When Stony Brook University anthropologist James Rossie began sifting through sediment in the Tugen Hills of Kenya during his first day of the dig, he didn’t know he’d discover teeth from a previously undiscovered tiny ape species.
Now, a study authored by Rossie and his former doctoral advisor, the late Andrew Hill of Yale University, shows that this belongs to a new species of ape — the smallest ever yet described, weighing just under 3.5 kilograms — from 12.5 million year old sites in the Tugen Hills, giving important clues about the unexplained decline in diversity of apes during the Miocene epoch. The paper, entitled “A new species of Simiolus from the middle Miocene of the Tugen Hills, Kenya,” is scheduled to published in the December issue of The Journal of Human Evolution.
The fossil molars were found at three different sites along the Tugen Hills and Lake Baringo Basin by Rossie and Hill in 2004, just more than a decade before Hill’s death in 2015. Rossie said fossil molars from the tiny ape, now housed in the National Museum of Kenya, Nairobi, show evidence of leaf eating, which suggests that it was in direct competition with the earliest colobine monkeys for food resources. Rossie said the small ape is also the latest-surviving member yet described of the small apes that flourished in the early Miocene epoch.
At the beginning of the Miocene epoch, there were only a few species of monkeys, while apes were represented by a broad radiation of species ranging from 4 to 50 kilograms; today, however, there are only a handful of ape species remaining. Precisely what caused the decrease in ape diversity and rise of monkey diversity is a mystery that paleontologists have been contemplating for decades, Rossie said, and many suspect that direct competition between the two groups was to blame.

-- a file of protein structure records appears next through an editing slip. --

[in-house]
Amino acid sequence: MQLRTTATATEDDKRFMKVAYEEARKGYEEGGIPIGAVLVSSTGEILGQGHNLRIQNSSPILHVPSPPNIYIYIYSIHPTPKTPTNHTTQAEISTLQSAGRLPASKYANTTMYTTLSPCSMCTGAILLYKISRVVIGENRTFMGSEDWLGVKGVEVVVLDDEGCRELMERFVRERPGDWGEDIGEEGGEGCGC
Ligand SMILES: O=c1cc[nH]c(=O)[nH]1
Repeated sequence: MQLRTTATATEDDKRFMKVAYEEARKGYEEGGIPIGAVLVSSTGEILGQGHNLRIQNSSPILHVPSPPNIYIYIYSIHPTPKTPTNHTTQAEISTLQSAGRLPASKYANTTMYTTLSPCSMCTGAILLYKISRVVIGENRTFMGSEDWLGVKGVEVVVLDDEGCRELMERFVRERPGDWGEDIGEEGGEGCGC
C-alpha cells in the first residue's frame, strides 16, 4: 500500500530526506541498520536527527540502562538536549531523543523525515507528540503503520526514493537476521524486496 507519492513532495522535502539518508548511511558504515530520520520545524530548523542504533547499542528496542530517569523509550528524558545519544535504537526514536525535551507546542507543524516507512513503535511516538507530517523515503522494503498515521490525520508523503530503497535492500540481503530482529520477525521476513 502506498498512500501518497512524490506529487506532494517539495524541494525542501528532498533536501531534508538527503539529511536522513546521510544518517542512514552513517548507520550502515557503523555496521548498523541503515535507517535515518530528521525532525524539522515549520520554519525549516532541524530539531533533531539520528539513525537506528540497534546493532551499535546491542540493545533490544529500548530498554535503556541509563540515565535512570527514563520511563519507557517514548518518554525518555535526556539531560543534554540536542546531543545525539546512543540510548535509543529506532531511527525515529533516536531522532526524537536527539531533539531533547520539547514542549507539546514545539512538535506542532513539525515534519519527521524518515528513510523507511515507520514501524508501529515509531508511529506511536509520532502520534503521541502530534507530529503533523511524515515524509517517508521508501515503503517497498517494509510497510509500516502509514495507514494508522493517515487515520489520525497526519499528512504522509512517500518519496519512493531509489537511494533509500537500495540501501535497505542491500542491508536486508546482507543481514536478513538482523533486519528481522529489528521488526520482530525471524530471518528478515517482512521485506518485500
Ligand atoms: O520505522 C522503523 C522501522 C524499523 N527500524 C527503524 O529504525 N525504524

“One thing this shows us is that some apes were leaning toward folivory [leaf eating] at just the time when monkeys were evolving their uniquely effective adaptations for it,” said Rossie. “Under those circumstances, I’m not surprised that this is the last you see of these small apes. We’ve previously found the earliest colobine monkeys at these sites, and now we have an ape that looks like it would have been in direct competition with them for food.”
Rossie, an associate professor of anthropology in the College of Arts and Sciences, said fossil molars from the tiny ape, now housed in the National Museum of Kenya, Nairobi, show evidence of leaf eating, which suggests that it was in direct competition with the earliest colobine monkeys for food resources. Rossie said the small ape is also the latest-surviving member yet described of the small apes that flourished in the early Miocene epoch.
The greatest obstacle to solving this puzzle is the relative scarcity of fossil sites in the middle of the transition, Rossie said – from about 14 to 6 Ma. The new species comes from sites in the Tugen Hills that are among a small number of African sites in this time range.